Church of St Botolph without Aldgate
St Botolph without Aldgate
When we began writing Mindfully Bertie in August 2016, we started with a clean slate. A void in our lives had been created by the loss of Diddley the year before. A void that could provide opportunity for creativity, whilst never forgetting the love and affection for the person we missed so much. A clean slate on which the plan was – there wasn’t one. In particular, there were no traditions at all. Four years later, we now do have one tradition. The Christmas journey away from Laurel Cottage to East London for a few days in a Premier Inn. A trip for just Bobby and I, in which we indulge in whatever comes to mind and ends with his son Andrew’s family travelling to London for a West End Musical.
There is no public transport in London on Christmas Day. It gives a strange air of freedom from responsibility for all those fertile brains wishing to squeeze adventures out of every second. For us, it also gives a wish to go to a church service. But not just any church. It has to be a voyage of discovery in itself. This year our sights were set much closer to where we were staying.
Just a few minutes walk away is St Botolph without Aldgate, and that is the subject of today’s story.
The “without” in the title refers to the church being built just outside the city walls at the Aldgate. An East Anglian Saint, who was the patron saint of travellers before St Christopher. There are other churches in London all positioned near the ancient gates to the city named after this same Saint.
If you would like a more detailed description of the church and its contents, I found this blog particularly interesting.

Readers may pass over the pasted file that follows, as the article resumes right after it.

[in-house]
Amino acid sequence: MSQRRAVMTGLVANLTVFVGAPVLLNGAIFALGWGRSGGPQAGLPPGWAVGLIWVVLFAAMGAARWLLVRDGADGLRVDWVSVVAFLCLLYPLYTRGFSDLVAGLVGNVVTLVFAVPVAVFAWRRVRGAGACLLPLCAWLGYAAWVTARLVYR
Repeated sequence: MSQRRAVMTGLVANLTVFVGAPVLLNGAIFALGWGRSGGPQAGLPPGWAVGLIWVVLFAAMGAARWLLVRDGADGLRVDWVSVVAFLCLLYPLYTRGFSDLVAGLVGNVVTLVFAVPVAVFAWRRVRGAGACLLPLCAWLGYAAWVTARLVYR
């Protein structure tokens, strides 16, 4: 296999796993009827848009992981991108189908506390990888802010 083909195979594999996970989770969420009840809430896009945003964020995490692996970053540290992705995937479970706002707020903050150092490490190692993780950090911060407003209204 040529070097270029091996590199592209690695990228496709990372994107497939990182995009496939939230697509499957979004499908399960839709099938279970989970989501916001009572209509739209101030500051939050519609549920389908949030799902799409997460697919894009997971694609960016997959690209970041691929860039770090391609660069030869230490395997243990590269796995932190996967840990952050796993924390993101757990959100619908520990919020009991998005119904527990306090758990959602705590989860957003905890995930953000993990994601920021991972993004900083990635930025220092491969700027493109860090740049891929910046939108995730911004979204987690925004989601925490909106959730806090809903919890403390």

But for now we invite you to join us in St Botolph just before the Christmas Day service started
A selection of the stained glass windows, all honouring Lord Mayors of London and their professions:
These artefacts are described in our recommended blog above:
Back out in the fresh air of Christmas Day, Bobby wasn’t up for a long walk. So, we had a few minutes stroll. Never more than five minutes from the church. It’s quite amazing what this church building had seen in its lifetime. Built in 1744. Bombed in the Second World War. Surrounded by destruction, yet surviving. Damaged, but restorable. It became a Grade 1 listed building and was re-hallowed in the presence of The Queen Mother and the Lord Mayor of London on 8 November 1966. And now, it is dwarfed by the steel and glass of the modern city. Still important, the land around it was re-landscaped only last year. We loved it there.
Grub on Christmas Day.
London never closes. We had a lovely Christmas day dinner of fish and chips in the splendid “Jack the Chipper”, Whitechapel. Not far from the hotel.
(The Technical Director now wonders how many melons need to been consumed in restoration of all this unhealthy eating…)
The West End Musical.
Lighting a Christmas Day Candle to Diddley
in St Botolph without Aldgate.
– – – – – – – –